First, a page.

Its grand final, in which the Gemini Arabians beat the Leo Lions by 16 runs, was neither special nor unique, a very acute reminder of the two-week process as a whole.
It’s not that the Champions League lacked quality at the crease, far from it, it’s just that – for all its potential extravagance – the entire event felt like a dinner party that had been arranged at the last minute. Sure, the guestlist was great – but the table wasn’t properly laid and the food was hastily cobbled together out of leftovers at the back of the fridge.
The illustrious names that populated the six teams’ rosters went through the motions professionally and properly, but the tournament retained all the look and feel of a testimonial when it explicitly sought to be so much more.
In its mission statements, the Masters Champions League stated its intention to be a platform for former stars of the game the stage to thrill, excite and entertain. As it was, while entertaining, the final product was undercooked. It was good cricket, but good cricket is freely available at any Sheffield Shield or County Championship match throughout a summer in both hemispheres. This was half-baked sporting grandeur, a league which promoted itself as being much bigger and much better than it actually was.
Yes, there were big names playing big shots in big stadia, to the sound of loud music under the flailing ashes of noisy fireworks. But crowds reached little more than 20 per cent of capacity and, internationally, the matches were relegated to internet streams and three-paragraph match reports several webpages below the cutline.
From this Englishman’s perspective, it was an effort to tune in – and, believe me, I wanted to. I’d have loved to have stumbled upon live coverage of the tournament on mainstream television but it remained elusive. Barely advertised. Barely noticeable. Barely even there. While the Big Bash was pushed heavily by Sky Sports throughout their coverage of England’s tour of South Africa, its Masters cousin was largely ignored – the runt of the T20 litter.
For those who were not aware of the existence of the competition, it would have been easy for the Champions League to have floated on by like a dinghy through the fog.
That’s desperately disappointing, for all involved. It’s impossible to doubt the passion and ambition of organiser-in-chief Zafar Khan – and in securing the talents of Virender Sehwag, Kumar Sangakarra, Muttiah Muralitharan, Shivnarine Chanderpaul, Brian Lara, Herschelle Gibbs, Sourav Ganguly, Jacques Kallis, Adam Gilchrist, Mahela Jayawardena, Graeme Smith, Brett Lee and many, many more, he proved his commitment to the event could make it a success in years to come.
But there has to be demand for that supply to remain relevant. Those who turned out to watch in Sharjah and Dubai were the same hardy group of cricket loyalists who have backed Pakistani internationals in recent years and the Sharjah Cup before that, but where were the yet-to-be-converted? Where was the next generation of cricket fans? Perhaps, as it looks to find the stability necessary to fulfil its 10-year contract, the Champions League should look outside of the UAE for host venues.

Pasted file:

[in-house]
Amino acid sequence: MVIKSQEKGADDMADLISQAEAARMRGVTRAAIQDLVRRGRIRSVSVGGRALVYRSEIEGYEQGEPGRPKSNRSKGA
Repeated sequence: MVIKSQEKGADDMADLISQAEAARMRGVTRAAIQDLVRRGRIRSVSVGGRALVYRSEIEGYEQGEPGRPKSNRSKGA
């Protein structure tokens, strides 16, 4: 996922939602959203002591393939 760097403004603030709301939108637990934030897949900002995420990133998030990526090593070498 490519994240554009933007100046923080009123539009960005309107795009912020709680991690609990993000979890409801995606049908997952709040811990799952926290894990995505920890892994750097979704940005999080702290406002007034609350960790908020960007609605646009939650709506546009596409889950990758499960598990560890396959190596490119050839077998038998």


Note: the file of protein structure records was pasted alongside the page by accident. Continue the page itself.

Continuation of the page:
The Cricket All Stars shindig in the United States last autumn provided a peculiar enough blend of spectacle and intrigue to be turn its gimmicky appearance into a major draw. The Champions League, more gormless than gimmick, all seemed a little disorganised. Late payment for hotel rooms, miscommunication with the press, general logistical issues when it came to the players’ itineraries – its various problems belied the class of those players who had agreed to be involved.
Moreover, it didn’t seem to offer anything new – a tried-and-tested format, lacking the intensity of the IPL, without the patriotism of the World Cup, minus the aggression of the Big Bash.
While in the US, the sight of Curtly Ambrose loping across the pitchers’ mound at Dodgers Stadium to chase a Sachin Tendulkar leg glance was so unusual as to be engrossing, in the UAE this winter the competition just did not feel different enough.
The Champions League was presented as a finished product way when it fact it was still little more than good ideas scribbled on the back of a napkin. It was a well-intentioned dud; a promising starting point but nothing more.
The ‘retired’ players weren’t all ‘retired’, and many were not paid on time, while those who did bowl a ball in anger did so without international media paying them much attention.
In its current format, the Champions League will splutter, choke and drown before its second birthday, yet the general premise of the tournament is both infinitely marketable and proven to be very well received.
Shah and his team should take immense credit for pulling together the basic structure but they rushed far too quickly into the staging. In doing so, they may well have threatened the competition’s livelihood.
Over the coming months, the cricket world’s full attention will focus on India – first the World Cup and then the IPL – and the Champions League needs to show the humility to sit down and take notes. Introducing yet another T20 tournament in an already congested marketplace is becoming an increasingly difficult task and, without innovative ideas, such competitions will find themselves locked out of the global jamboree.
Khan must recognise that his event was launched too quickly and, subsequently, the damage may already be done. Whether the likes of Sehwag, Sangakarra and Kallis – barely retired, if retired at all – will be keen to return to the second edition of the tournament after their experiences this time around remains to be seen.
If assurances can be made about the worldwide coverage and salaries, the big names might be back. Otherwise, the Masters Champions League may have to take early retirement.
Sam M. – Freelance Sports Writer